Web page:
“Peanut butter is the pâté of childhood.” Florence Fabricant
I’ve always been a fan of the peanut; in its natural state, shelled, crushed, or creamy…the peanut is pretty awesome. The good ol’ peanut butter and jelly sandwich never tires, my grandmother’s peanut butter cookies are better than any I’ve ever tasted, and Reese’s Peanut Butter Cups – a treat my mom & I use to share when I was little brings back memories. I can remember my grandfather had his own designated jar of roasted & lightly salted peanuts always stored in the cupboard. You’d know he had eaten peanuts because he’d smell like a giant peanut. Consumed alone or cooked into delightful dishes such as Chile Peanut Crusted Chicken with Napa Cabbage and Radish Slaw or Grape Leaves stuffed with Mozzarella, Dry Monterey Jack, Peanuts, and Raisins, or Caribbean style chicken with Brown Sugar Peanut Spice rub – I enjoy peanuts.
I can remember as a little girl, my mom and grandmother purchasing fresh made peanut butter at Country Sun or Mollie Stones. There was a peanut grinding machine near the ‘specialty foods’ area. You could place an empty container in the machine, press a button, and a few minutes later you’d have fresh – nothing but peanuts – peanut butter. It was pretty neat and how awesome was that – we ultimately made our own peanut butter. How I forgot that it was so simple. Those machines seem to have disappeared and a majority of what is left has too much ‘unhealthy’ oils, salts, fats, and other ingredients I wouldn’t ever try to pronounce.
A couple of months back I heard a news report on the radio that the peanut industry was in trouble. The DJs on the radio joked that peanut butter was going to become like gold; if you were a kid in school and got a peanut butter & jelly sandwich for lunch…you must be rich! I looked into the subject a little deeper and found that demand couldn’t be met in the last couple of years due to contamination, land space, and costs of goods. Southeast Farm Press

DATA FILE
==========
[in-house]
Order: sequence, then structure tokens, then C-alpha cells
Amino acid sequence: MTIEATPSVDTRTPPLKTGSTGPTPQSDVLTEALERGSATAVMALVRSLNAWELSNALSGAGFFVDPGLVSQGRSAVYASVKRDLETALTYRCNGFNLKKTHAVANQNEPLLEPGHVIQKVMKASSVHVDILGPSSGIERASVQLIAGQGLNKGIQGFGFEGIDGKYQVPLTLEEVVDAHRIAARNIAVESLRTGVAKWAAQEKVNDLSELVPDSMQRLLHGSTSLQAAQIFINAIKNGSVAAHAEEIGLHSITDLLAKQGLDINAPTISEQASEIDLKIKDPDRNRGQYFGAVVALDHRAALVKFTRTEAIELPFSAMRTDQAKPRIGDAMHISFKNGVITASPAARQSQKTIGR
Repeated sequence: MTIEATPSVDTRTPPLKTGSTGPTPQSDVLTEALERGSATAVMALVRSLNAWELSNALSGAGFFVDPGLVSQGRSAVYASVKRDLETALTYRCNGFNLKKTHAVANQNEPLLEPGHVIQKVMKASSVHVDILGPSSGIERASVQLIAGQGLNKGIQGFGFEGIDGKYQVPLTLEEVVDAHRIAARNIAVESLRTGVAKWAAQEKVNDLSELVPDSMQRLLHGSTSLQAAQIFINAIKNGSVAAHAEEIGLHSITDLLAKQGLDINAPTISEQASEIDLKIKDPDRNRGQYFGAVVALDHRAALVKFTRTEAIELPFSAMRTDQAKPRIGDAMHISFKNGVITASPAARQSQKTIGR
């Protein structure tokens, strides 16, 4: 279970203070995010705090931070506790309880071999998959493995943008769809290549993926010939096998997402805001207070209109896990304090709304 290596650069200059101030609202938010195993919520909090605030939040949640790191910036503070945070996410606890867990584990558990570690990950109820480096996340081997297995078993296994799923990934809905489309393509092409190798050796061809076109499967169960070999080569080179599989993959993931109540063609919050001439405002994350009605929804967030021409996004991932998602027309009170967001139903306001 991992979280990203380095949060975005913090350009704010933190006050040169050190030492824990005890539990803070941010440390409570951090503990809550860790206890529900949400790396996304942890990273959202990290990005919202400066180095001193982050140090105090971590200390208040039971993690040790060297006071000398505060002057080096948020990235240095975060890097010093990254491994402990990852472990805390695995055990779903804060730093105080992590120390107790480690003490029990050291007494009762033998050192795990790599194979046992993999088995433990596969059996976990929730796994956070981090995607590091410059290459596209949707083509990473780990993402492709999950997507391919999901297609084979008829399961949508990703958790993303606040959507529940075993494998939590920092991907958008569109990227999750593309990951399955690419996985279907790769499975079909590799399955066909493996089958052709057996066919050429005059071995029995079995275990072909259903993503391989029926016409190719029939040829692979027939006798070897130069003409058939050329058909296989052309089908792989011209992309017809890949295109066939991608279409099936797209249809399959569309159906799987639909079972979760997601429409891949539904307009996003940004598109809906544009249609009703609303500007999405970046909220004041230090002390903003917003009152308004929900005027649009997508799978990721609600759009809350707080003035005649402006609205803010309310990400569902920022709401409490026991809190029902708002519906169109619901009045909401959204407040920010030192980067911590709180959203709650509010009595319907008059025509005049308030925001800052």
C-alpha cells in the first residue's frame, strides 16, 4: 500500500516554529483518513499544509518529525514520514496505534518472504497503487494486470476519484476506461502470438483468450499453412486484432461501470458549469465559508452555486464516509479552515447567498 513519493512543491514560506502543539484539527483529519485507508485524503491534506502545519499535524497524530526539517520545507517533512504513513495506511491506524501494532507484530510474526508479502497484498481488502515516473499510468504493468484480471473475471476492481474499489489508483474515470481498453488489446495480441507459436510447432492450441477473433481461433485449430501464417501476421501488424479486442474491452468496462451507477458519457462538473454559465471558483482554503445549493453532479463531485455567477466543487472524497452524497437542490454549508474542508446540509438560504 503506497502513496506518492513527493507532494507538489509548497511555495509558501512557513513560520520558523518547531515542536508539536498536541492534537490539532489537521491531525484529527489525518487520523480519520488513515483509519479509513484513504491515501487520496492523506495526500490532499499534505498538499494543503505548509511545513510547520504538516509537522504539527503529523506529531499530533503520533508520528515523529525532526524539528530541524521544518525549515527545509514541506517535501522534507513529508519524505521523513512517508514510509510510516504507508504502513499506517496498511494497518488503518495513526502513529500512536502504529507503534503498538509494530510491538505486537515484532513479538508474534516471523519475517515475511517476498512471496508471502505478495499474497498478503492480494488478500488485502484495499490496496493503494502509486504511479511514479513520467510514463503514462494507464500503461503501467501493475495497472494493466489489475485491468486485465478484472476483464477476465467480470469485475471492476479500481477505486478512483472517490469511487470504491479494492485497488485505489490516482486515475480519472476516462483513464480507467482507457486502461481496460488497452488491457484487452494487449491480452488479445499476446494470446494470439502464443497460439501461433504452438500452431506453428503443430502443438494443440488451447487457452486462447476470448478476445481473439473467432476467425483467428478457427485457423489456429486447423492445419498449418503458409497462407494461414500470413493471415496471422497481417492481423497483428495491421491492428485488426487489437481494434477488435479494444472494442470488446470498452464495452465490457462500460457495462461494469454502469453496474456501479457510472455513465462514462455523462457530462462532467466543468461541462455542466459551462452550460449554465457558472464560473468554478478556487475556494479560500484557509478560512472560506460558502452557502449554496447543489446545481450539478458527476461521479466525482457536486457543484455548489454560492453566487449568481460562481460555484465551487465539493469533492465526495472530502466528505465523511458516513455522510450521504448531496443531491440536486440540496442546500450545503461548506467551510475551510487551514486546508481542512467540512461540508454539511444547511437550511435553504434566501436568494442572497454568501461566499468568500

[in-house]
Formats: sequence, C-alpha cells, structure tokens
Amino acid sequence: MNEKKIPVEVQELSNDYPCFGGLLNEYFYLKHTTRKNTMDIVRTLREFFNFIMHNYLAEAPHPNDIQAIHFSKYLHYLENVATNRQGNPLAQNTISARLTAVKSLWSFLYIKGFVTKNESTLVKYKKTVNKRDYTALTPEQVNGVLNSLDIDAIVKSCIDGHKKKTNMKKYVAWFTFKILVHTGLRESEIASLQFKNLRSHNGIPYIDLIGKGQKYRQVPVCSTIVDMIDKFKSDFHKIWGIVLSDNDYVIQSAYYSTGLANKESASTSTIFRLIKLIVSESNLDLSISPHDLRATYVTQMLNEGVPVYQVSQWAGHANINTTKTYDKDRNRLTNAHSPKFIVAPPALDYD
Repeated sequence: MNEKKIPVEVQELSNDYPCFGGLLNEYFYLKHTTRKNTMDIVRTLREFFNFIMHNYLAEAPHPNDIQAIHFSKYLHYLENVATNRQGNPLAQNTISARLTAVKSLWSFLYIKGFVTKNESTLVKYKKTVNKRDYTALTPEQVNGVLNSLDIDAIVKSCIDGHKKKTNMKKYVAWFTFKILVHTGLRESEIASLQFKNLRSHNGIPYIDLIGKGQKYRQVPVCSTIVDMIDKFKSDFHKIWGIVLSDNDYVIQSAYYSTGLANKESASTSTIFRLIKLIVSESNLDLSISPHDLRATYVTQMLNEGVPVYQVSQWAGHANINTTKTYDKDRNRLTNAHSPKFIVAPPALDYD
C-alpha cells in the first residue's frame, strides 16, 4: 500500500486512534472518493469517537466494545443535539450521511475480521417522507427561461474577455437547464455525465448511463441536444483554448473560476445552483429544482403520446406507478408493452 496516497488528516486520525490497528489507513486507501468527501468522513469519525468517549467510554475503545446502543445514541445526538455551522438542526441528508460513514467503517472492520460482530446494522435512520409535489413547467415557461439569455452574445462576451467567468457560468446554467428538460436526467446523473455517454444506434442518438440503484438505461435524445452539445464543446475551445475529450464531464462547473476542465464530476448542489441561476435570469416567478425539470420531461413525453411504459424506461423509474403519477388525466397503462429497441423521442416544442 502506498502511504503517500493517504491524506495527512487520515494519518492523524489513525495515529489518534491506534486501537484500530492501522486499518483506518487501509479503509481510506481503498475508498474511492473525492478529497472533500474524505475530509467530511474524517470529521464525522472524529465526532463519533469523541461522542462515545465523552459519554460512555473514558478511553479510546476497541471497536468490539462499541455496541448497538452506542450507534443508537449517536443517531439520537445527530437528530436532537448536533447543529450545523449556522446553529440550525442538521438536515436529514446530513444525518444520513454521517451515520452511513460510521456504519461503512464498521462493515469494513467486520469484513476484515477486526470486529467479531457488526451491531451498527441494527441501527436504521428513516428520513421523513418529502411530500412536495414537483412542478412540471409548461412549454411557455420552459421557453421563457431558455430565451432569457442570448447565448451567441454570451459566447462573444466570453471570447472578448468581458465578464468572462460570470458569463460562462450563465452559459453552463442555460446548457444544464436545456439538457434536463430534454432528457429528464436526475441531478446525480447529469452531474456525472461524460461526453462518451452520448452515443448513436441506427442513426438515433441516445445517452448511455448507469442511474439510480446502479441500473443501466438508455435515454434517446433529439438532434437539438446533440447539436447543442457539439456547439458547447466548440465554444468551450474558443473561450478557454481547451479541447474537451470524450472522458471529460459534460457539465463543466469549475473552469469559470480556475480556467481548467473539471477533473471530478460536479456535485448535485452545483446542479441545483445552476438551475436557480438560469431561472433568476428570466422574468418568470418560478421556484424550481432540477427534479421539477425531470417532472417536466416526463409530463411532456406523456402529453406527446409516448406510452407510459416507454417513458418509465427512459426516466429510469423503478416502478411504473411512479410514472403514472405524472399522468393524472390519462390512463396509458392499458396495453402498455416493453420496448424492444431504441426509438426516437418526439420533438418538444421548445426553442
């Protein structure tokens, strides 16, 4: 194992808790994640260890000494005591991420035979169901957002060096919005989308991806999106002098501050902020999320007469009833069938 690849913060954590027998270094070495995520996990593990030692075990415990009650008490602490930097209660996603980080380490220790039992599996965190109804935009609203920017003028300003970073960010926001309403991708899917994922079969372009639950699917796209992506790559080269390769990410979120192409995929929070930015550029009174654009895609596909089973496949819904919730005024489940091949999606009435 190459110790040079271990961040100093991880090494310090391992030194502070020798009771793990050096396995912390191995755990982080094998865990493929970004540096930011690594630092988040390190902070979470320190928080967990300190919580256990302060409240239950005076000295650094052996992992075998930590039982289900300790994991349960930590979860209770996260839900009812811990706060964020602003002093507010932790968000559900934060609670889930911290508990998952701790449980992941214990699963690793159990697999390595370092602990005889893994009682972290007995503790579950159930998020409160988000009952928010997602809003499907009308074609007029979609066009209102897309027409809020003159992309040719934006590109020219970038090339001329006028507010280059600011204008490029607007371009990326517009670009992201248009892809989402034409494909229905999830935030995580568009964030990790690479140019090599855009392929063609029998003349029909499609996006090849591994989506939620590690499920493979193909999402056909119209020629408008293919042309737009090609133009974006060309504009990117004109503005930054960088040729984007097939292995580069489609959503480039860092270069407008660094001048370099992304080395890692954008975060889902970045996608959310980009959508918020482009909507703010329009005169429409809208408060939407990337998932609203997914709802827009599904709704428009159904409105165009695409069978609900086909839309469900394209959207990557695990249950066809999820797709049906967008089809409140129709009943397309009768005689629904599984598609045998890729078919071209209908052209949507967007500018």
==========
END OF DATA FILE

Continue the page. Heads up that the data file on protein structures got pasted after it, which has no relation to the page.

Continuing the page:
Reading this article and understanding the different obstacles the industry and it’s consumers face, it seems like it is another consumption problem – too easy, too much, too often. Between the unwanted ingredients and the energy used to process, package, and ship the peanut item, I decided to refrain from purchasing peanut butter. I looked into local peanut options and was fortunate to find my local producer, Pinnacle Organics, grows and sells peanuts during the late fall and winter seasons.
Peanuts, from planting to harvest have a 120-150 day growing period. They are usually planted after the last frost and require a soil temperature of 65 degrees F for germination. A little over a month after planting, the peanuts will begin to flower, another couple of weeks and the roots will develop and penetrate the soil, and lastly the peanuts will mature over a 10 week period, staggered. The soil must be well-drained; loose and sandy. (iastate.edu)